Sometimes a day just doesn’t go to plan. I try to throw in a spontaneous day out, giving N a few options. But mum usually knows best, on this occasion ending up at National Trust’s Coughton Court after an aborted trip to Ragley Hall.
Ragley Hall disappointment
After N requested a trip to Ragley Hall (the lure of the adventure playground overrode anything else suggested), I looked up the opening times as 10am with tours in the afternoon. We don’t do tours – a 6 year old wants to go round stately homes at his own pace. So at just after 10, we were trying unsuccessfully to find our way into the hall. This after struggling to find the parking, only spotted by N, and guessing we were in the right place. It wasn’t an optimistic start to the trip.
It turned out that the hall isn’t generally open at 10, just the café. And that tours are the only option if you want to see inside. With 2 ½ hours to kill, that we knew we wouldn’t be able to to fill, N was let loose on the adventure playground.
While it wasn’t worth the £17 entry we’d paid, it entertained him for an hour, and could have spent longer there. With an amazing climbing frame and slides, plus a maze and lots of bridges and walkways, it was child heaven. There was also an over 12s play area so something for every age.
I was getting angsty and decided instead of trying to hang around, we would head off to nearby Coughton Court instead. Nothing like National Trust membership to make the most of your membership.
Coughton Court National Trust
Coughton Court is a magnificent looking house with lovely formal gardens, a large walled garden, kitchen garden and orchard. The grounds are varied with a river walk and bog garden too. I hadn’t realised that half term was our last chance to visit before it closed for winter, so it was good timing. And explained why it was so busy.
We picked up timed house tickets and headed for a walk round the gardens first. N had forgotten his camera so decided he was taking over mine. Thankfully my phone takes good photos, but he did manage to take a few nice shots that I was impressed with. He certainly seems to take on board my tips:
Easy photography tips for kids and beginners
- Use zoom if needed
- Move your feet to get everything you want in the picture
- Keep it straight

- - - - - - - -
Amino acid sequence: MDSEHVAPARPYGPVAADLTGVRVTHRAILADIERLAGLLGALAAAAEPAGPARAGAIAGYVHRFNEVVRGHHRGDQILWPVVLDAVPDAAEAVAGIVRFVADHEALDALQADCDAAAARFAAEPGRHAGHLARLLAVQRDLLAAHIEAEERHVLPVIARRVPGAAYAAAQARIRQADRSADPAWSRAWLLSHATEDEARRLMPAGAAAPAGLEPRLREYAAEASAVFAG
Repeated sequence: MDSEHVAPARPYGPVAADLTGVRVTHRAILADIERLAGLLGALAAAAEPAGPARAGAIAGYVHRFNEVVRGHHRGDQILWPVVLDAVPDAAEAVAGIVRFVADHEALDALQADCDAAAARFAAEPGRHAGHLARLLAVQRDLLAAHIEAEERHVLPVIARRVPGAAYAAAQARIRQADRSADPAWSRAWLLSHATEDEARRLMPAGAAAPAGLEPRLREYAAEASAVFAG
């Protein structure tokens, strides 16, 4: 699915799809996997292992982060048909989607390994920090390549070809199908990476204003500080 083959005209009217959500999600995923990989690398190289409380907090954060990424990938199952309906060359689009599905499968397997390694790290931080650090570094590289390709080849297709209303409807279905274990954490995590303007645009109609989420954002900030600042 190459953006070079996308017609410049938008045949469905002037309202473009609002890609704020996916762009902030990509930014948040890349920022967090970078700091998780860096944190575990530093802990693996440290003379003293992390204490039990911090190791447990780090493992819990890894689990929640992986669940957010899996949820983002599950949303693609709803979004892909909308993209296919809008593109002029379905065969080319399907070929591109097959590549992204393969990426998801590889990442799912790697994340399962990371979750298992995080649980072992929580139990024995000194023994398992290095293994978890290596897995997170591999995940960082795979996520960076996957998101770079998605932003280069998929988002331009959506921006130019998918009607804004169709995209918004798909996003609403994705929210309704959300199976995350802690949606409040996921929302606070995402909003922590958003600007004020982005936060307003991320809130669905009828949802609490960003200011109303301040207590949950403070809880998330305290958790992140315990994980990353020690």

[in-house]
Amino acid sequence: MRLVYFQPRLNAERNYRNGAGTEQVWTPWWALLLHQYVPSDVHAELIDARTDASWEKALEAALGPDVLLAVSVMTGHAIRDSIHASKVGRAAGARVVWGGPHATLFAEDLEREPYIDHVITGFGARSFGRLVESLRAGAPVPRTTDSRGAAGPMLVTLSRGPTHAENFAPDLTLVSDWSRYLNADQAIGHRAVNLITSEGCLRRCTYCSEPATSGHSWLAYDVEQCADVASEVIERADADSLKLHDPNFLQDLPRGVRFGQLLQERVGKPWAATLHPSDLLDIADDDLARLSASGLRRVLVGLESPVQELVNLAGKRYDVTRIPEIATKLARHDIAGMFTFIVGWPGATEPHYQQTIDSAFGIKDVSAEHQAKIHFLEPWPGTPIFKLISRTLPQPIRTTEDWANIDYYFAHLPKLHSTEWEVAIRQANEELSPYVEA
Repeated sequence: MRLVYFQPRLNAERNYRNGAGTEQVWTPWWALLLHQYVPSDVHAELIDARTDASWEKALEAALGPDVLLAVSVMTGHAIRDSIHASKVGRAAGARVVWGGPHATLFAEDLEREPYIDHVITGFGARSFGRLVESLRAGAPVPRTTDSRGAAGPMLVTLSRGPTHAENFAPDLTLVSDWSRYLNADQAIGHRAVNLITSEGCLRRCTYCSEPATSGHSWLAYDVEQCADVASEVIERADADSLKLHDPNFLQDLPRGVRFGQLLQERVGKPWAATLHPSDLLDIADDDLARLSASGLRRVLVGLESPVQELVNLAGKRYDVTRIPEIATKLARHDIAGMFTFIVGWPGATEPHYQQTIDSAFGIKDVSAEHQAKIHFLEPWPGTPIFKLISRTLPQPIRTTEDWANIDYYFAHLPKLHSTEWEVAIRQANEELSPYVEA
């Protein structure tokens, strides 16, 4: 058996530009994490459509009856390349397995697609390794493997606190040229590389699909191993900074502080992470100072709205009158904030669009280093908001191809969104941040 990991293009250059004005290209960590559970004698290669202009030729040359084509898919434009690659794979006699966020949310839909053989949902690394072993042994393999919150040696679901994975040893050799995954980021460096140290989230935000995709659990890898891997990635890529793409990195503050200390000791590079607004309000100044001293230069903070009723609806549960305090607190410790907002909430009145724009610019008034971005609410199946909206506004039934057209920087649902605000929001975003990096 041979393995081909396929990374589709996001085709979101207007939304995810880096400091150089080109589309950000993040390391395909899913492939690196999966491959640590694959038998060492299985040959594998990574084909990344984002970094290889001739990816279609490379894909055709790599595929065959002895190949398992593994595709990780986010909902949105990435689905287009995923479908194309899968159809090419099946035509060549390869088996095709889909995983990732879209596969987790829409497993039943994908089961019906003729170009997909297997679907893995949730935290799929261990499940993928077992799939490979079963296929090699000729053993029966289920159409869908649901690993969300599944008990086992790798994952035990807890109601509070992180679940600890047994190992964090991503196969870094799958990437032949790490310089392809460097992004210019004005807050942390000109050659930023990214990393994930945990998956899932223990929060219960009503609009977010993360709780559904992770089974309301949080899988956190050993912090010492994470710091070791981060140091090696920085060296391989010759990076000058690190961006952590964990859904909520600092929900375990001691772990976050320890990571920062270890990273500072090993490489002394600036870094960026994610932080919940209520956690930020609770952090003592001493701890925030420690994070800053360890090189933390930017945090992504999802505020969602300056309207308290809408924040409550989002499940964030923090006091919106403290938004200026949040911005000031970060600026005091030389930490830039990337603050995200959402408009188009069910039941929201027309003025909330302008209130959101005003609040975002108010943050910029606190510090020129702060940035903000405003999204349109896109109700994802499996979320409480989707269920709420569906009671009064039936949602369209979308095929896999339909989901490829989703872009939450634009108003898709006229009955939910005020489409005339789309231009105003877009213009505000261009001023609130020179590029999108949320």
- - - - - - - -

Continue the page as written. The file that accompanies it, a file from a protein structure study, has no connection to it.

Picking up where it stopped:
- Find one thing to focus on
- Press the button half down to focus before pushing down fully
The garden was beautiful, still with a few climbing flowers in bloom around the various archways. The wonderful sunny weather helped make you feel relaxed and warm as you walked round. But lunch called so we didn’t explore all the way to the end of the gardens.
Lunch took a while – we queued up to the small serving area for around 20 minutes, and there was limited choice of sandwiches at 12pm. N was happy with a children’s lunchbox, and there was plenty of table seating inside and out despite the queues. You can also eat your own food in the picnic area.
With a bit of time to spare before our house slot, there was time for a few games of outdoor noughts and crosses. Unfortunately I’ve given my winning secret to N so he’s pretty smug about knowing how to win each time when you start. I think it’s great that National Trust provide outdoor games to entertain children, it certainly makes hanging around waiting for parents to finish a meal if they’ve got something to entertain.
The history of the house
We didn’t pay to do the Gunpowder Treason trail around the grounds, so it was a little disappointing that there was no challenge for children in the house. But it was really too busy to move around comfortably inside. Given there were time slots, I think the crush of people was because there was only 1 way in and out, rather than a one way system you usually see in stately homes.
At Coughton Court you’re advised to go up the tower and to the roof first, then work down. Getting up and down the tower is a challenge when it’s busy, but was worth the view.
Twenty generations of the Throckmorton family have lived at Coughton Court since 1409, and lived through the challenges of catholics vs protestants. So there is plenty of history to learn about, especially around Guy Fawkes and the gunpowder plot.
All in the day ended up nicely, with a relaxed wander round the grounds at Coughton Court. A bonus trip vs the disappointment at the start of the day.
Have you visited either of these? Where’s your favourite stately home to visit?